The best investment for your kids
Here's a reality check for any new parent trying to do what's "best" for their child: go into a high-end baby store and ask for their best stroller. Chances are, it will cost nearly as much as your monthly mortgage payment.
When it comes to investing in your children, it's no wonder parents are confused about everything from choosing the best toys to ensuring their extra-curricular activities will give them a leg up in the real world. So what's the best way to guarantee your child's happy, healthy and prosperous future? Depends who you ask.
Janis Keyser, co-author of Becoming the Parent You Want To Be and a San Francisco Bay-area educator, says parents are under tremendous pressure to provide the best life possible for their kids, but they often overlook the basics.
"The commercial industry has jumped on top of us and shoved product after product on us, and it's exhausting, for kids and for parents," Keyser says. "People really need to take a step back."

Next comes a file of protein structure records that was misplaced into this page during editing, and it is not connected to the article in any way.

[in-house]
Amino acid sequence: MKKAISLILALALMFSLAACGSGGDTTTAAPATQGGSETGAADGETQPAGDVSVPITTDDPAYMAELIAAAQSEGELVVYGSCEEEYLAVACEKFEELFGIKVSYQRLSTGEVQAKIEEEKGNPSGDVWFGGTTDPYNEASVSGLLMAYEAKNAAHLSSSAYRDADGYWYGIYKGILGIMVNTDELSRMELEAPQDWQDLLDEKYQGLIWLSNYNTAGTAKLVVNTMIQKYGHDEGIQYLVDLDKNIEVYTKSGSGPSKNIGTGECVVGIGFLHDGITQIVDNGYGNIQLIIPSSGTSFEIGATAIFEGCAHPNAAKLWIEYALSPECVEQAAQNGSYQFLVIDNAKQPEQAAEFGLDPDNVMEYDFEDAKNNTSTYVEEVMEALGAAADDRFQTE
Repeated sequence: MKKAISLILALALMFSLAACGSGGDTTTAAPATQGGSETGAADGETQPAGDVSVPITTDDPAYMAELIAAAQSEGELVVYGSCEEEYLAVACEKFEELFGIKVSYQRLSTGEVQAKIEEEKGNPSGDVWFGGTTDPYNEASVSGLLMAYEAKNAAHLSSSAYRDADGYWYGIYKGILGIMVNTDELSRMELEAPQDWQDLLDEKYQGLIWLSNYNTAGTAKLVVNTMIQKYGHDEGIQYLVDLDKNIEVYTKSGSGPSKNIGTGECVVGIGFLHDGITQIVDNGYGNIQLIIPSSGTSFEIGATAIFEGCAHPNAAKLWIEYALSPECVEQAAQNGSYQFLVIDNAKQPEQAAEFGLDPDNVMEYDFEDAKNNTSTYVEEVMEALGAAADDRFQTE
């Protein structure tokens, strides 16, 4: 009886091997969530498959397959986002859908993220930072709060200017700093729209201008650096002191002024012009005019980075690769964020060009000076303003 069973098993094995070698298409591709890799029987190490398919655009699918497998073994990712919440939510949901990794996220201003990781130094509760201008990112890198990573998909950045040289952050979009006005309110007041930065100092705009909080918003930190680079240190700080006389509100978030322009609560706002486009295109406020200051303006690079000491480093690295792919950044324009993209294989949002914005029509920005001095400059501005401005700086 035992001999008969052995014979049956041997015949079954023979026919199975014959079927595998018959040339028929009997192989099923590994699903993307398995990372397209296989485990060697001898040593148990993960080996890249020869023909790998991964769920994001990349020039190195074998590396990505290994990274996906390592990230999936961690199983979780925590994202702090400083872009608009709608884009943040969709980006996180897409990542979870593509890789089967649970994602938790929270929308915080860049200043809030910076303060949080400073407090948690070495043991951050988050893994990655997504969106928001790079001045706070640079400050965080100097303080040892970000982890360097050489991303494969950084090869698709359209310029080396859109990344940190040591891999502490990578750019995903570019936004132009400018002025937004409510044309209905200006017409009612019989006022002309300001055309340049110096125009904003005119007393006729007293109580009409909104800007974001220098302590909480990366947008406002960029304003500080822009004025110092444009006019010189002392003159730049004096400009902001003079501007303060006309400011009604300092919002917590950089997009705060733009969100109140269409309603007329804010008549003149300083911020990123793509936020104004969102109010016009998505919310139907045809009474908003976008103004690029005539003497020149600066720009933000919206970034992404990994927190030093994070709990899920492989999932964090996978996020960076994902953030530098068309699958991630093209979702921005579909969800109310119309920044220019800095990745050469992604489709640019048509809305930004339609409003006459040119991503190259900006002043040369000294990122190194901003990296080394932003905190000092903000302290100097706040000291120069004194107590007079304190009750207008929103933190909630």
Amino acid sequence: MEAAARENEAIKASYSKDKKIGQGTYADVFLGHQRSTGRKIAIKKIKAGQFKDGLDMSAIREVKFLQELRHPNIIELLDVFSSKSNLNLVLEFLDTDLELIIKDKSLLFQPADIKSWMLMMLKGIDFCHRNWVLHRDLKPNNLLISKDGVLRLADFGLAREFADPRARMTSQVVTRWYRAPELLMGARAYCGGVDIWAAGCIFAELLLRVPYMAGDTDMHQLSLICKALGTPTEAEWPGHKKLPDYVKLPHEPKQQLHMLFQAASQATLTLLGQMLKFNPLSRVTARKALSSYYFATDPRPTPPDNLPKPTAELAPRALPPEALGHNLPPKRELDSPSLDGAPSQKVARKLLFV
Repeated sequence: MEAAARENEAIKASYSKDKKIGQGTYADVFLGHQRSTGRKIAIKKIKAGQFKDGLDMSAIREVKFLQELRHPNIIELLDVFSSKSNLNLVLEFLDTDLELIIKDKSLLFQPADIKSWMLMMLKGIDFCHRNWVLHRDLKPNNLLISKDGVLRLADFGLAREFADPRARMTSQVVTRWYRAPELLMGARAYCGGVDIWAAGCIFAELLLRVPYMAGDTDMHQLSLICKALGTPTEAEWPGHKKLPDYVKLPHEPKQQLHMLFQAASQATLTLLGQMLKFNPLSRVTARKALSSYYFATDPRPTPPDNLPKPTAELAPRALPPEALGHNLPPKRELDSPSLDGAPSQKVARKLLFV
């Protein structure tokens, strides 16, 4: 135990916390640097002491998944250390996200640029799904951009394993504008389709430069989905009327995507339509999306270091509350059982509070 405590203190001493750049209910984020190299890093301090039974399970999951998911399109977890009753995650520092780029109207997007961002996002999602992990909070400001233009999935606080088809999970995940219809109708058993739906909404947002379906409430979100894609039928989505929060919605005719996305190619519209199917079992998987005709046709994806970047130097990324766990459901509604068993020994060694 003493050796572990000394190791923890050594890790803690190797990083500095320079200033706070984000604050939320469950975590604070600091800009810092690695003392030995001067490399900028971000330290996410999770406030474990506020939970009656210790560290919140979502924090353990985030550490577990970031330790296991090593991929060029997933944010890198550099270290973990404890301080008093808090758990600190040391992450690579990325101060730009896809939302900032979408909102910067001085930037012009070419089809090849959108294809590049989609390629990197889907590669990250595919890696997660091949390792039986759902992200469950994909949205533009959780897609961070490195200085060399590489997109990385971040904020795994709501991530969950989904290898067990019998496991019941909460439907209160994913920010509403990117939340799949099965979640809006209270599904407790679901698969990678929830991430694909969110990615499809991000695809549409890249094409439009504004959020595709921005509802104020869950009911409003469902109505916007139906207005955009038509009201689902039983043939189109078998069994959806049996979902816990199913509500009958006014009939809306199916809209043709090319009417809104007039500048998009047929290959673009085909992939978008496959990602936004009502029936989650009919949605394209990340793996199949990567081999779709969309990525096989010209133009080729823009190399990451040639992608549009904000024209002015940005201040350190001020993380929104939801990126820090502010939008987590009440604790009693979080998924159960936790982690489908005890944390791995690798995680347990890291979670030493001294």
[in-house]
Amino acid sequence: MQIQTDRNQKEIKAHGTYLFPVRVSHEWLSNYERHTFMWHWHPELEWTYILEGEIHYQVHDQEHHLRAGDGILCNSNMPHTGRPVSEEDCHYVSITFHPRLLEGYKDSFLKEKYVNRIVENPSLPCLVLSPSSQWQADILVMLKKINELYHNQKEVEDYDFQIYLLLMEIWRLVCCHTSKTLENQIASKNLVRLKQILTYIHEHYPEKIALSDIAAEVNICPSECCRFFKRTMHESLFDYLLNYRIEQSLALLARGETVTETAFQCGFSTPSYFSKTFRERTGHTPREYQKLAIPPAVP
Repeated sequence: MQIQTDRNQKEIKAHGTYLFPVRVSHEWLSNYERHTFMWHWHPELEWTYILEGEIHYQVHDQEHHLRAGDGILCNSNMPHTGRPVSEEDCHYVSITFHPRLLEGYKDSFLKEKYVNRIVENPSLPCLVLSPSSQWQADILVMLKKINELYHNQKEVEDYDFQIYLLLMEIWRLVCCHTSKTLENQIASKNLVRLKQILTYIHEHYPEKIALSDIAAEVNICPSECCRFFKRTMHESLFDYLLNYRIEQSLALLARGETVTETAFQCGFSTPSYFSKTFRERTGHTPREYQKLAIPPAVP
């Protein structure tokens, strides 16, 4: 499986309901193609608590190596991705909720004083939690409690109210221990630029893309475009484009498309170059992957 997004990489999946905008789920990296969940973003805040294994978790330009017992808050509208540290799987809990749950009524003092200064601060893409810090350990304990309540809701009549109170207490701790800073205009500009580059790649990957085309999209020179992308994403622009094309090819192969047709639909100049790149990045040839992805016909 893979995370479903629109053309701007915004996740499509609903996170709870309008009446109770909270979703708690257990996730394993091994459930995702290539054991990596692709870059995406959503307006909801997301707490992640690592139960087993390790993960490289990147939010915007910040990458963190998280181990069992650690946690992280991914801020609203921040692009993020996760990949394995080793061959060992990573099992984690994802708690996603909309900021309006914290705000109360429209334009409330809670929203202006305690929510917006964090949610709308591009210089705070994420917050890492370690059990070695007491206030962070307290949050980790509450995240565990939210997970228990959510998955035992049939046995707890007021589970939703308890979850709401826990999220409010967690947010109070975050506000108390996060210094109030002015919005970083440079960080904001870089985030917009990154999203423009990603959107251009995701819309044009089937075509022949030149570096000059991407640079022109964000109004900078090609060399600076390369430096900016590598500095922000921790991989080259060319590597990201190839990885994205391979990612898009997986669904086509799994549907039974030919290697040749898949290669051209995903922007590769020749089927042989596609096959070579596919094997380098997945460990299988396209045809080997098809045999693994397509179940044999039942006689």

Here are some thoughts to consider:
Spend your time (not your money): It may sound cliché, but Keyser says the soundest investment a parent can make in their children is time, especially when the child first arrives. "This is the foundation of the relationship. Observe your child: what's interesting to them? What's a struggle for them? The best thing we can give them is efficacy - knowing that when they communicate, people understand them," she explains.
Of course, new parents will be inundated with fancy baby gadgets and high-tech gear, but they should be mindful of what invariably happens when they present their child with a new toy: "Most of the time, they're more interested in the box," Keyser says.